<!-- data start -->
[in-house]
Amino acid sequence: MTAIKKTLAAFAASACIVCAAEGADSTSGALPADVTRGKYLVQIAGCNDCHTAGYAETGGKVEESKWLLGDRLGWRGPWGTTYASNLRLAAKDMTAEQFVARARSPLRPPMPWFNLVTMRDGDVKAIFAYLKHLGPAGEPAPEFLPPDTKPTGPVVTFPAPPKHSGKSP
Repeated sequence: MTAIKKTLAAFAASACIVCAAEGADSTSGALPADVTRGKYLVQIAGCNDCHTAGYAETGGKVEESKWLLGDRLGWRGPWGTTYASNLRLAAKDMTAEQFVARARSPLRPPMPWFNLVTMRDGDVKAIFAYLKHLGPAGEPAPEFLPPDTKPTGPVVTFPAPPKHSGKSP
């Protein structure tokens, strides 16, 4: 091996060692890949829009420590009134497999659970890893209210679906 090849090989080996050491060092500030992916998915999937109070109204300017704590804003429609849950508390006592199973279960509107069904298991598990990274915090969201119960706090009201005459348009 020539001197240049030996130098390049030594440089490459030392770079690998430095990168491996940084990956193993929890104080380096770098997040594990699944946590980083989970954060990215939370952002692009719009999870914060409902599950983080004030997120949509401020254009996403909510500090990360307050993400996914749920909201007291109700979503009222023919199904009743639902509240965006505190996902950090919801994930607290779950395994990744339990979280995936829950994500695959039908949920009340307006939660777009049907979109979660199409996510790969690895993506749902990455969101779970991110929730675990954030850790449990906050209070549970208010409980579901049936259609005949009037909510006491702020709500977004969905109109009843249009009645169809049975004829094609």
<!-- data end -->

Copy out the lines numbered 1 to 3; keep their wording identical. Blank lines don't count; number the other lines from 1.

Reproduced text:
[in-house]
Amino acid sequence: MTAIKKTLAAFAASACIVCAAEGADSTSGALPADVTRGKYLVQIAGCNDCHTAGYAETGGKVEESKWLLGDRLGWRGPWGTTYASNLRLAAKDMTAEQFVARARSPLRPPMPWFNLVTMRDGDVKAIFAYLKHLGPAGEPAPEFLPPDTKPTGPVVTFPAPPKHSGKSP
Repeated sequence: MTAIKKTLAAFAASACIVCAAEGADSTSGALPADVTRGKYLVQIAGCNDCHTAGYAETGGKVEESKWLLGDRLGWRGPWGTTYASNLRLAAKDMTAEQFVARARSPLRPPMPWFNLVTMRDGDVKAIFAYLKHLGPAGEPAPEFLPPDTKPTGPVVTFPAPPKHSGKSP